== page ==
Schizophrenia is a mental disorder that can become very disabling, affecting between 0.3% and 7% of the world’s population. However, it is not a unique disorder, but there are different subtypes of schizophrenia. In this article, we will learn more about catatonic schizophrenia., Characterized by alterations in the engine.
In addition, we will see what are its usual characteristics, typical symptoms, the causes that can trigger it and the treatments applied.
Schizophrenia: what is it?
Schizophrenia is a psychotic disorder which causes two types of symptoms: the positive and the negative. Positive symptoms include “excessive” manifestations and negative symptoms, which are “default”.
So while the positives include symptoms like hallucinations, delusions, and disorganized behavior, the negatives include emotional flattening, anhedonia, and apathy, among others.
On another side, schizophrenia also causes cognitive symptoms, Such as attention difficulties or memory problems.
However, there is no single type of schizophrenia, and already in the first descriptions of the disorder, played by Emil Kraepelin (German Psychiatrist), the author began to talk about different subtypes of schizophrenia. More specifically, I. Kraepelin differentiated three subtypes: paranoid schizophrenia, catatonic schizophrenia, and hebephrenic or disorganized schizophrenia.
These subtypes are differentiated by the predominant symptom types in the picture; thus, paranoid schizophrenia mainly involves positive symptoms (hallucinations, delusions …), catatonic, motor symptoms such as catatonia, And hebephrenic and disorganized behavior and language.
A little later, the Swiss psychiatrist Eugen Bleuler added a fourth subtype to those already proposed by Kraepelin: simple schizophrenia (with only negative symptoms).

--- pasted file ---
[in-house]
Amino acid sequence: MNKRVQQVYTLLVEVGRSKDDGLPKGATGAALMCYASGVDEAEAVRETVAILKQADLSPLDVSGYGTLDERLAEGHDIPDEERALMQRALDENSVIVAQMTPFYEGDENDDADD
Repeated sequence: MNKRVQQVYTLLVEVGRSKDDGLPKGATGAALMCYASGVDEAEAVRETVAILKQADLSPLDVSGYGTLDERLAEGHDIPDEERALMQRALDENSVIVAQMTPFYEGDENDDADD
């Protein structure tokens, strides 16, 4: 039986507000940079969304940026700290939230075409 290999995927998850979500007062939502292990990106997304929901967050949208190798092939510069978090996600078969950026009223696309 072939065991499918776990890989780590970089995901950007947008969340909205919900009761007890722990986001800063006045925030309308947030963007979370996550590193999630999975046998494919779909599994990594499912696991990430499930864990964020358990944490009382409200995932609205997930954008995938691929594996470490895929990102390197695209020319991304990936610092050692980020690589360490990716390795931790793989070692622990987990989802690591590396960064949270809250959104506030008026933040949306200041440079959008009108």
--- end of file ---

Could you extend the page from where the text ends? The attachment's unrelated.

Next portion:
These schizophrenia subtypes (minus the simple) are listed in the DSM-IV-TR (Diagnostic Manual of Mental Disorders), but disappear in DSM-5 (where only schizophrenic disorder is found, among many other psychotic disorders, and simple schizophrenia in the appendages).
This is not to say that these schizophrenia subtypes may not continue to appear in the clinical population. Additionally, note that the hebefrenic schizophrenia subtype is also currently in the ICD-10 (International Classification of Diseases), as well as uncomplicated schizophrenia.
Catatonic schizophrenia: common features
Catatonic schizophrenia, as we have seen, is a subtype of schizophrenia proposed by Emil Kraepelin. This type of schizophrenia is characterized by an average prognosis (between good and bad), placing it between the paranoid (good prognosis) and the disorganized (bad prognosis).
It is a currently rare disorder in developed countries. The person with catatonic schizophrenia usually has ambivalent, motor-focused symptoms.
In general, the subject automatically obeys orders (or the opposite can happen, which presents an extreme negativism and does not obey the orders or instructions of anyone); moreover, the individual usually acts with great perseverance as well. On the other hand, catatonic schizophrenia it usually also includes hallucinatory and delusional symptoms.
Let us consider in detail the characteristic symptoms of this subtype of schizophrenia.
Symptoms of catatonic schizophrenia mainly consist of motor disturbances. These translate into:
1. Motor immobility
Also called stuporMotor immobility renders the patient with catatonic schizophrenia unable to move. You can get “stuck” without moving or saying anything.
2. Excessive motor activity
However, the opposite symptom may occur and the patient may exhibit excessive motor activity, showing an inability to stand still, to move continuously and with some restlessness.
3. Extreme negativism
Extreme negativism this results in resistance, on the part of the subject, To follow any order he receives from another person; this resistance is apparently not motivated. It can also include maintaining a rigid stance against attempts to move by others, as well as silence.
4. Special voluntary movements
The patient with catatonic schizophrenia may voluntarily exhibit particular movements, such as mannerisms (or mannerisms), consisting of gestures “unique” to the individual, exaggerated (as if the person were acting), and generally repetitive and short. These gestures accompany normal activity, and they are simpler than stereotypes. They usually appear in schizophrenia.